Featuring: 

Mr. Robert Sheldon – Director for Policy – Emerging Threats at the Business Executives for National Security.

CPP Fall 2017: Orientation

The Partnership for a Secure America (PSA) welcomes 29 Congressional staff members into PSA’s Fall 2017 Congressional Partnership Program (CPP) schedule. Currently in its 17th session, the program brings together Republicans and Democratic staff to develop the skills and relationships required to advance bipartisanship on national security and foreign policy issues.

Through policy seminars, a weekend retreat, and networking activities with top leaders in the field, this unique program aims to equip the next generation of foreign policy and security experts to respect differences, build common ground, and achieve U.S. national interests.

The Fall 2017 schedule will include opportunities for participants to meet with current and former public officials and other key policy experts. Previous sessions have met with policy leaders such as retired Gen. John Allen, former Deputy CIA director John McLaughlin, and Ambassador Tom Pickering.

 

Off-the-Record with former DHS Secretary Michael Chertoff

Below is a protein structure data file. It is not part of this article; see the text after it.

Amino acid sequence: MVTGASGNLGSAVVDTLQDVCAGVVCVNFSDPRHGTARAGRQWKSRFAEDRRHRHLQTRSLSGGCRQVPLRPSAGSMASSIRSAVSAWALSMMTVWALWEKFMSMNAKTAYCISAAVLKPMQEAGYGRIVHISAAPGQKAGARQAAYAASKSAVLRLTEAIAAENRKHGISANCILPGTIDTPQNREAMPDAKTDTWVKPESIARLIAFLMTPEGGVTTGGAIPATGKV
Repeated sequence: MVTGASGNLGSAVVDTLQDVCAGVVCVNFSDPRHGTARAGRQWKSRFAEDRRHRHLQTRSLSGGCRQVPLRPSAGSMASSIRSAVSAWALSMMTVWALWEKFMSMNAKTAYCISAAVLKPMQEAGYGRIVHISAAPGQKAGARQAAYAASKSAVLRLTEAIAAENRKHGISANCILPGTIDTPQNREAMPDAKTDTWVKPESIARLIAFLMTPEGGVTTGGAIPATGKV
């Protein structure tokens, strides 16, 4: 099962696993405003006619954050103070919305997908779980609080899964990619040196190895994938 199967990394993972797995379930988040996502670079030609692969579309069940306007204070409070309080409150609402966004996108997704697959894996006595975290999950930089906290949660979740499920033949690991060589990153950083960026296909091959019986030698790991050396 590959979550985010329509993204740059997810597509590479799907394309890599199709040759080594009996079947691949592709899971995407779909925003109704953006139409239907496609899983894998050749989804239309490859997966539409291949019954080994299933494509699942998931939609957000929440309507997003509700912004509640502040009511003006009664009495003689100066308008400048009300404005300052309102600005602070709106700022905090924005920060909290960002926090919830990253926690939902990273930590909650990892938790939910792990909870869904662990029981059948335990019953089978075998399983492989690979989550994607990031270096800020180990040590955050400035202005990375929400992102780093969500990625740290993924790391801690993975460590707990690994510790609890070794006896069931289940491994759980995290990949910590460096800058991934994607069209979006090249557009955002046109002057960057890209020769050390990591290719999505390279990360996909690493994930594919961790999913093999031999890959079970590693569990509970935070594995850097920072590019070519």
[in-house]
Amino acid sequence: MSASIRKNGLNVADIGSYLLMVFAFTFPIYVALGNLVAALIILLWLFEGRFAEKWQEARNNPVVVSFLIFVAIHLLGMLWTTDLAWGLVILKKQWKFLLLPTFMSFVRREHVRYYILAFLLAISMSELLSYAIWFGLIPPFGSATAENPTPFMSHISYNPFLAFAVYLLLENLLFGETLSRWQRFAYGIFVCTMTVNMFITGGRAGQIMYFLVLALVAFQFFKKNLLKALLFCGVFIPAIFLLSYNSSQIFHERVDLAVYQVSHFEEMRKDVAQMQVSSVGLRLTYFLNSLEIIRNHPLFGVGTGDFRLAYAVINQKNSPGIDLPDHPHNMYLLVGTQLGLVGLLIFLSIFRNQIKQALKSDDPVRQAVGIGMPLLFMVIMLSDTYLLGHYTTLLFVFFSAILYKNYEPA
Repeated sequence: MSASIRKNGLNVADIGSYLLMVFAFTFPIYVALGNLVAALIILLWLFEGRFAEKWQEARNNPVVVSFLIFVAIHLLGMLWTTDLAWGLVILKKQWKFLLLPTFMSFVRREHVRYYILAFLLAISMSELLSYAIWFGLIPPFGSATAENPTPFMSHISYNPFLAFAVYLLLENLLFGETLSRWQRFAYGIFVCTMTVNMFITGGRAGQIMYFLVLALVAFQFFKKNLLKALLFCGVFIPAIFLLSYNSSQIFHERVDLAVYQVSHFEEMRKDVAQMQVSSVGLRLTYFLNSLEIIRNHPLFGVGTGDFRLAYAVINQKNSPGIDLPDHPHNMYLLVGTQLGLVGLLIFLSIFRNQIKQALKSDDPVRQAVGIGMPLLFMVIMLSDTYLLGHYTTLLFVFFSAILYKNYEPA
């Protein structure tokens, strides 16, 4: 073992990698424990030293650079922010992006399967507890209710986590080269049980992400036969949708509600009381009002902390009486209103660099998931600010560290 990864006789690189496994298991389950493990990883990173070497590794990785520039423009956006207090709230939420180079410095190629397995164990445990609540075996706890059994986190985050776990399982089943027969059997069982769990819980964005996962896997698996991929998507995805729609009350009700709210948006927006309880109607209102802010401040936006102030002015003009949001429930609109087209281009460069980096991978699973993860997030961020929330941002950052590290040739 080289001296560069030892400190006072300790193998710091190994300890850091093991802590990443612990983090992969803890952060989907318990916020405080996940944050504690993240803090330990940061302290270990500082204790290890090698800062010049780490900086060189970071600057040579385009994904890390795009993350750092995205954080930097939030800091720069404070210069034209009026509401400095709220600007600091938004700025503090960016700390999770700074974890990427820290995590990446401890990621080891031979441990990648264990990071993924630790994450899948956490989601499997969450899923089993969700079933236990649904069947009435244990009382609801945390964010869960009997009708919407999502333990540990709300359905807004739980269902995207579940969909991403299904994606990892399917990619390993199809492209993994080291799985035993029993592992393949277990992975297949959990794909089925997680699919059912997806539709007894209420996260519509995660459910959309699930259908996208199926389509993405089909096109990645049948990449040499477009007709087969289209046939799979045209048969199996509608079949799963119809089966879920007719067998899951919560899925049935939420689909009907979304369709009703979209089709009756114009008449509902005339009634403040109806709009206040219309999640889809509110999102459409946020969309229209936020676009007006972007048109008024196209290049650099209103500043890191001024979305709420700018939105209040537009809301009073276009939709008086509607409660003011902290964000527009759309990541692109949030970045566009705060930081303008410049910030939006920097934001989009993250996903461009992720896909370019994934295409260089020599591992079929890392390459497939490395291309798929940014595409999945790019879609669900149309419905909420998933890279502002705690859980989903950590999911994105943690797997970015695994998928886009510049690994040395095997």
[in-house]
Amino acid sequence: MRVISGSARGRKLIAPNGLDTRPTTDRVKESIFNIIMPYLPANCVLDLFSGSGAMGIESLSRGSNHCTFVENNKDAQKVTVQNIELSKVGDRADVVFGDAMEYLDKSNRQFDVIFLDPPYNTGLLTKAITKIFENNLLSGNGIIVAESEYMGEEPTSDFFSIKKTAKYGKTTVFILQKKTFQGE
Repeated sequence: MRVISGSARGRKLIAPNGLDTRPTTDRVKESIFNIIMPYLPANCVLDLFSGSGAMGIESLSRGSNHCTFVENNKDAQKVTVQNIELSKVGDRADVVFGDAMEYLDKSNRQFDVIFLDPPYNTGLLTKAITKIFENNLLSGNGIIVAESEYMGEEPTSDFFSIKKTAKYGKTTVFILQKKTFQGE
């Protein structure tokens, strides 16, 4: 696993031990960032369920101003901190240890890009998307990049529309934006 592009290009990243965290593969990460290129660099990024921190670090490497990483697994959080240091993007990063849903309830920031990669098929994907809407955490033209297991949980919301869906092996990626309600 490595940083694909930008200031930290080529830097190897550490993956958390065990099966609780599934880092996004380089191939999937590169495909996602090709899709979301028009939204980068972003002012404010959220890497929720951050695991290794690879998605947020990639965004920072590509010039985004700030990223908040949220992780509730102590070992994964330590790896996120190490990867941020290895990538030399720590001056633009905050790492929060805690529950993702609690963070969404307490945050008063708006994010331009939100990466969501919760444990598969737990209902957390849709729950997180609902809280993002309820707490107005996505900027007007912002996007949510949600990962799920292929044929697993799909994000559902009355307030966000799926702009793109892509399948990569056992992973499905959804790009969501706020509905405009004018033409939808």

On September 11th, Partnership for a Secure America held an off-the-record dinner for participants in the Congressional Partnership Program with former Secretary of Homeland Security, Michael Chertoff. Mr. Chertoff discussed today’s homeland security challenges including the rising threat of cyber warfare and the spread of terrorism post-9/11.

Started in 2009, PSA’s highly selective Congressional staff foreign policy and national security program – the first of its kind – runs two times each year. This opportunity provides professional development and networking to Democratic and Republican staff members on Capitol Hill to advance bipartisanship on national security and foreign policy. Through off-the-record events, policy seminars, and skills training, this unique program aims to equip Congressional foreign policy and security advisers to assess global challenges, build common ground, and achieve U.S. national interests.